A pioneering service is being championed by a carer who has rebuilt his life with the help of its support.

A 42-year old Grindon man who has spent years feeling isolated and alone while caring for his frail dad, praised a service that has helped him reclaim his social life.

Alan*, whose life had slipped into a daily routine revolving around his dad, George, has been supported by, thanks to new Care Locality Leads from Sunderland Carers’ Centre.  Part of All Together Better, the Carer Locality Leads work in new Community Integrated Teams along with health and social care professionals.  Together they focus on the needs of both people who need the most direct support and, importantly those who look after them in a caring role..

Alan’s dad lives with a combination of debilitating conditions including arthritis and Parkinson’s Disease, which resulted in him needing round-the-clock support to help with basic personal care, cooking, eating and drinking, shopping and emotional support.

Helen McAdam, Debbie Ainscow, Nicola Winter, Mary Kay Duffie, Andrea Lanaghan

Helen McAdam, Debbie Ainscow, Nicola Winter, Mary Kay Duffie, Andrea Lanaghan

As one of the frailest members of the community, George’s health and social needs are met by a joined-up team of professionals, who are part of the All Together Better programme, which was set up to provide person-centred support to those who need most care.  The programme also focuses on the needs of carers, who play a vital role in maintaining the independence of the vulnerable in society – and it was identified that Alan was under considerable pressure as result of his caring duties.

Alan said: “I just saw it as looking after my dad, so I never thought as myself as a carer.

“But I did feel that my own quality of life was slipping away and the pressure was impacting on my own health.  I didn’t really want to moan, because I know that my dad is in a far worse position and I want to help him, but the local carer locality lead made me see that I have to remember to look after my own health and wellbeing too.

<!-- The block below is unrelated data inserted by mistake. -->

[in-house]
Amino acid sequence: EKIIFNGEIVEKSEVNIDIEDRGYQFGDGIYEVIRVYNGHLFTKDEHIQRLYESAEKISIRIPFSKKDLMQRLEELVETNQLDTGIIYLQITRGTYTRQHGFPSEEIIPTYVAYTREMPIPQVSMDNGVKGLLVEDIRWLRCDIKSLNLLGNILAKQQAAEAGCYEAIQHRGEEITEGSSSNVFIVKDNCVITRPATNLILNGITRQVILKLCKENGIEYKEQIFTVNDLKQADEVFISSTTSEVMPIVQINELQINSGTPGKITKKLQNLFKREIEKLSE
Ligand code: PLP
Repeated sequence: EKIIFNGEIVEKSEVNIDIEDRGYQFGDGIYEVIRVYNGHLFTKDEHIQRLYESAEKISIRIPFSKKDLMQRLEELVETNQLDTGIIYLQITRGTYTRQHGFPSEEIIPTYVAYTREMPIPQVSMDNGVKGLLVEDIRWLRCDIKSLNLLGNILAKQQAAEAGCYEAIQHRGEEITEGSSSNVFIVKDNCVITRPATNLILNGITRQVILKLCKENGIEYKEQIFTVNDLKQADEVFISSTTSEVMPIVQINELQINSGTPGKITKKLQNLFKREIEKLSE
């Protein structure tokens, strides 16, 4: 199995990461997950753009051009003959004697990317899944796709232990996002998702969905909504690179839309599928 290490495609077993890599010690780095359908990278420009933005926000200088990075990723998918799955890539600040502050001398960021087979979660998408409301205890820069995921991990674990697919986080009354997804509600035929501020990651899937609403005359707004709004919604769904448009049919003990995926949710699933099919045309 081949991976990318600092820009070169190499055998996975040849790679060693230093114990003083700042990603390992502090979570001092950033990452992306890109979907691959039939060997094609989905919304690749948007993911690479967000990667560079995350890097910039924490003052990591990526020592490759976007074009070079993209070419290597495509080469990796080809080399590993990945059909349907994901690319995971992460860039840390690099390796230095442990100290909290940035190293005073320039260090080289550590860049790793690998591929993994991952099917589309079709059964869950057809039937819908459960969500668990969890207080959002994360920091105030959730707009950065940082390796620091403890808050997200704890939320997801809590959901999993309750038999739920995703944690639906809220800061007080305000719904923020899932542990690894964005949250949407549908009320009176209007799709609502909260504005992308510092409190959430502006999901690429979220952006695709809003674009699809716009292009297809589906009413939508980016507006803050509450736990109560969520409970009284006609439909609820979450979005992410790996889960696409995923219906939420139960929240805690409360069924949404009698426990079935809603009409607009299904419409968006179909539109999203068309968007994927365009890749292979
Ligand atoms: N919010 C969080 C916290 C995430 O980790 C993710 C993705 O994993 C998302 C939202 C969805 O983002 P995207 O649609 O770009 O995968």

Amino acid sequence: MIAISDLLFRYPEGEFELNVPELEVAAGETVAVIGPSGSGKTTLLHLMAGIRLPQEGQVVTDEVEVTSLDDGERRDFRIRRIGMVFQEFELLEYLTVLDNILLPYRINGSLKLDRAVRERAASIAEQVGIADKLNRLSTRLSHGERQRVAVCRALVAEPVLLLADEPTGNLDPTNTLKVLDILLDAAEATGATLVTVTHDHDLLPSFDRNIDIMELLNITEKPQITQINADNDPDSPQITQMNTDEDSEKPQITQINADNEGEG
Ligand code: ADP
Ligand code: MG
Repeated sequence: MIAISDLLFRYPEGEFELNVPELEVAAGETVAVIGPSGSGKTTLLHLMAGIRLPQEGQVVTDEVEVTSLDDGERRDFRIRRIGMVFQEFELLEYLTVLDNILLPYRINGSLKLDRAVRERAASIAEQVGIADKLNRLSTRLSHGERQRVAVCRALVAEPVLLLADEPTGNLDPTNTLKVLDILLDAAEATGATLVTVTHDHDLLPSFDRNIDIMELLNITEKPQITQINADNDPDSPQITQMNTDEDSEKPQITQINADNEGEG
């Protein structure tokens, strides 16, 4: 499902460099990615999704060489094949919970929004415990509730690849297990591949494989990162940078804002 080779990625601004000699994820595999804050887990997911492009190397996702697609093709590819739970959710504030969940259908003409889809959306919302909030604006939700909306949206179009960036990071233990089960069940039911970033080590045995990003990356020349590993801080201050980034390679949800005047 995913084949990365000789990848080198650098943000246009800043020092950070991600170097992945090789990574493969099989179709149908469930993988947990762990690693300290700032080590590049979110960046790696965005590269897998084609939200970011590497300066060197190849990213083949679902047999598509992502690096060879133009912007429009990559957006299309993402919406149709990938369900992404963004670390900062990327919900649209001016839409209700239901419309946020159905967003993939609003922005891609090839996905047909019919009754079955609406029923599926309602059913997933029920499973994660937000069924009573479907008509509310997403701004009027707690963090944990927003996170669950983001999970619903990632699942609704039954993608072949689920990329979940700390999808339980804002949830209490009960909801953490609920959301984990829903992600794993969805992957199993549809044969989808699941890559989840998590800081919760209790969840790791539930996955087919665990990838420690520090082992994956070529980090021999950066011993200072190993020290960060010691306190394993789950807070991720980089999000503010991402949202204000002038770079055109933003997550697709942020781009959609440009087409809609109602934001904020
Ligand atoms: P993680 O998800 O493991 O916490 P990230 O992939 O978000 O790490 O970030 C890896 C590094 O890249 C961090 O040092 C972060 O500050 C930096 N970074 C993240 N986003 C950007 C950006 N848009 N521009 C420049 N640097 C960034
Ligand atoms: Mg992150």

“The support they have given means I am now able to think about returning to work part-time, because of the adaptations to my dad’s home, and the fact that I know there is a team around to provide community-based care if he needs it.”

Alan had given up work, as it was no longer possible to have a job during the day, which juggling care for his dad, which saw him there 24/7.  He was not accessing any of the financial benefits available to him as a carer, and lost his social life, after giving up work and spending days and nights providing care.

Andrea Lanaghan, who is a Care Locality Lead in the West of Sunderland, said: “I was able to talk Alan through the support available to him, from Carers Allowance and Attendance Allowance to take the financial strain away, to a Care Needs Assessment to look at adaptations to improve George’s home and make life easier.

“As George was only recently diagnosed with Parkinson’s Disease, it was also possible for us to talk Alan through the condition and provide practical advice on how to deal with it effectively.

“Because we have a multi-disciplinary team of people providing care for George in the community, we were able to feed into discussions by the Community Integrated Team about Alan, as his dad’s main carer, ensuring the whole team were aware of the pressure he was facing, and his plans for the future.”

She added: “By looking at George holistically, including the role that Alan plays in supporting him, we are able to deliver the right care and to recognise the vulnerabilities of carers, who – if not looked after – can see both themselves and their loved one become unwell.”

The new locality leads work as part of All Together Better, a new initiative that looks at how bringing teams of health and social care professionals together, alongside local support organisations, can deliver better care for those who need it most in Sunderland.  To find out more visit www.atbsunderland.org.uk

*Not his real name